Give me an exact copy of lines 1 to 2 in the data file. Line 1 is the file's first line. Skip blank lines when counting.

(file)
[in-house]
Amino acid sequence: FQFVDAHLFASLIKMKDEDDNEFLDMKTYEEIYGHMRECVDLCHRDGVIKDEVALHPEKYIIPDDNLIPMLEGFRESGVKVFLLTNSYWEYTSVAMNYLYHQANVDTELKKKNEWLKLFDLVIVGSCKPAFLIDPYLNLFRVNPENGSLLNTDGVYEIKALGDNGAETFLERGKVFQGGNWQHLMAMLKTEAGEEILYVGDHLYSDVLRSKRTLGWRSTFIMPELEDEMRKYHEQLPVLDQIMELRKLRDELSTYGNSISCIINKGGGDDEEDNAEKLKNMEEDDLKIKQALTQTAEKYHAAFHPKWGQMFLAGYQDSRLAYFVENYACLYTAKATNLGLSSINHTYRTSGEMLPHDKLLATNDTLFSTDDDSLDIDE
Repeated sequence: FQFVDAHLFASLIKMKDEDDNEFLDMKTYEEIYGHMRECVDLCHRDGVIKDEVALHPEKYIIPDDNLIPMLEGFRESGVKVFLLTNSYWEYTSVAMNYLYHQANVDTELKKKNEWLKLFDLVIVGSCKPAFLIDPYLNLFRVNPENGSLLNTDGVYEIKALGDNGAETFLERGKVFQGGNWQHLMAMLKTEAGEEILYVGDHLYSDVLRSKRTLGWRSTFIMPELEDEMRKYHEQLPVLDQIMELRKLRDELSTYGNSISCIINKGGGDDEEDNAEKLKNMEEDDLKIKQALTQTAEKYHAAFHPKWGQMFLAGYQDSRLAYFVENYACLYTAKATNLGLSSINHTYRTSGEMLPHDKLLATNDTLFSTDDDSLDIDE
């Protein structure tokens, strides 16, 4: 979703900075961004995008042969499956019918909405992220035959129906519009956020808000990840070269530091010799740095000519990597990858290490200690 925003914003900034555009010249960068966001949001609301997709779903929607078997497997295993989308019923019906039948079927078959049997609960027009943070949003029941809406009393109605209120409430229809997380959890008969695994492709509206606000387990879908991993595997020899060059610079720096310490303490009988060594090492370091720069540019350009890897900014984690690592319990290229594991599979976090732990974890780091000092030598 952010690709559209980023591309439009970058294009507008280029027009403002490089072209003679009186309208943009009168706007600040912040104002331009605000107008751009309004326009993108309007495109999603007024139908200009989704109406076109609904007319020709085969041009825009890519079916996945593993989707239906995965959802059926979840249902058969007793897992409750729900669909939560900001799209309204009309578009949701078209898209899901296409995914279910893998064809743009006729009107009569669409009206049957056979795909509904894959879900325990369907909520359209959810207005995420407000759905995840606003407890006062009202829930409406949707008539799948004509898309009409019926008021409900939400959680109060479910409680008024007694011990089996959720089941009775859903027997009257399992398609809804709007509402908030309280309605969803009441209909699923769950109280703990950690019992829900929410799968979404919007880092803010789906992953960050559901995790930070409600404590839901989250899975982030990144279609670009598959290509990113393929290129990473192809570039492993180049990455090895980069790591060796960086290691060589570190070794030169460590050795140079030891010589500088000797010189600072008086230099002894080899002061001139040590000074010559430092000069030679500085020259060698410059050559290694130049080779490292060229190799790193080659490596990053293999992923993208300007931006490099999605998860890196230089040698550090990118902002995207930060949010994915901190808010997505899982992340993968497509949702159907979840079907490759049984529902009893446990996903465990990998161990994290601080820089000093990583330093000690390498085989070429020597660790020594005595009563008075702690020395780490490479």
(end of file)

[in-house]
Amino acid sequence: FQFVDAHLFASLIKMKDEDDNEFLDMKTYEEIYGHMRECVDLCHRDGVIKDEVALHPEKYIIPDDNLIPMLEGFRESGVKVFLLTNSYWEYTSVAMNYLYHQANVDTELKKKNEWLKLFDLVIVGSCKPAFLIDPYLNLFRVNPENGSLLNTDGVYEIKALGDNGAETFLERGKVFQGGNWQHLMAMLKTEAGEEILYVGDHLYSDVLRSKRTLGWRSTFIMPELEDEMRKYHEQLPVLDQIMELRKLRDELSTYGNSISCIINKGGGDDEEDNAEKLKNMEEDDLKIKQALTQTAEKYHAAFHPKWGQMFLAGYQDSRLAYFVENYACLYTAKATNLGLSSINHTYRTSGEMLPHDKLLATNDTLFSTDDDSLDIDE